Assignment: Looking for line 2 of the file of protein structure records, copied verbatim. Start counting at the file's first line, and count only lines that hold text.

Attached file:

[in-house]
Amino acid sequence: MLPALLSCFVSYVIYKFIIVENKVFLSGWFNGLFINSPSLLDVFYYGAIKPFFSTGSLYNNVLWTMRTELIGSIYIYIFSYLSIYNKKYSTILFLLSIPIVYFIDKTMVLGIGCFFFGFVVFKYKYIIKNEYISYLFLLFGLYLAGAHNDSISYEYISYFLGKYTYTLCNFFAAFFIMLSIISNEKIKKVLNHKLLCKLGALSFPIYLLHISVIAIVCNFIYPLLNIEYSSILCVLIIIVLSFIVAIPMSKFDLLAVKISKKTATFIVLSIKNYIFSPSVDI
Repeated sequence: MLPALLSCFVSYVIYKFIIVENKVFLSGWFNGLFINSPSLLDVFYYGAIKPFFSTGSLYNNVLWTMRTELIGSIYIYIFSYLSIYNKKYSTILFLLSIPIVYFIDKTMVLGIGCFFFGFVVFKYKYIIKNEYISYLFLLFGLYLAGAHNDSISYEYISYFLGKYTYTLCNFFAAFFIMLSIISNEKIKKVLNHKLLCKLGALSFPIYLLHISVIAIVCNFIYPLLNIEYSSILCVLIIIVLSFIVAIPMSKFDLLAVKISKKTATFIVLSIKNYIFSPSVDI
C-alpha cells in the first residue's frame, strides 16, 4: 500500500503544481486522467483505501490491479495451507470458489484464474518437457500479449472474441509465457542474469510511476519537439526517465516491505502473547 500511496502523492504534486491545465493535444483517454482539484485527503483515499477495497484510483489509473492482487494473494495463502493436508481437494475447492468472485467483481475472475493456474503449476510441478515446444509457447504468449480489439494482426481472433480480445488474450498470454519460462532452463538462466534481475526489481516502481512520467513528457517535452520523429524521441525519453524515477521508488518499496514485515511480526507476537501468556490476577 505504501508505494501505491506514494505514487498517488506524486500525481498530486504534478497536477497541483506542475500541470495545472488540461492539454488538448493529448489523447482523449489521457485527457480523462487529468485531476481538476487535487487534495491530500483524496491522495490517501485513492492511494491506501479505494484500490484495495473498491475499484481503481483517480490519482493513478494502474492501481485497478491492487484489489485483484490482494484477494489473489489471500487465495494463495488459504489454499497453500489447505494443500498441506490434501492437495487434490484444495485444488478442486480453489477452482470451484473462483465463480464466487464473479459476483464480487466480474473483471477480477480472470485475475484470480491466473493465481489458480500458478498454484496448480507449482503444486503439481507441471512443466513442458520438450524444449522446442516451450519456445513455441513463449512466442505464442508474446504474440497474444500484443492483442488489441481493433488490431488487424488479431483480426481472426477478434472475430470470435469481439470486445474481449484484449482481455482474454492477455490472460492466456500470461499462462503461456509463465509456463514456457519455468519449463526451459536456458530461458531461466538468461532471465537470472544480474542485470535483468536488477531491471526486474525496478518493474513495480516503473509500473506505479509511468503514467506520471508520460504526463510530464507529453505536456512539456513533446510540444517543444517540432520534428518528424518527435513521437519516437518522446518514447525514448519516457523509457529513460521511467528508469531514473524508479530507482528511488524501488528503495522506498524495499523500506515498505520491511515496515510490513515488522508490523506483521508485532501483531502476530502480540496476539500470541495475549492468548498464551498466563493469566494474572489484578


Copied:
Amino acid sequence: MLPALLSCFVSYVIYKFIIVENKVFLSGWFNGLFINSPSLLDVFYYGAIKPFFSTGSLYNNVLWTMRTELIGSIYIYIFSYLSIYNKKYSTILFLLSIPIVYFIDKTMVLGIGCFFFGFVVFKYKYIIKNEYISYLFLLFGLYLAGAHNDSISYEYISYFLGKYTYTLCNFFAAFFIMLSIISNEKIKKVLNHKLLCKLGALSFPIYLLHISVIAIVCNFIYPLLNIEYSSILCVLIIIVLSFIVAIPMSKFDLLAVKISKKTATFIVLSIKNYIFSPSVDI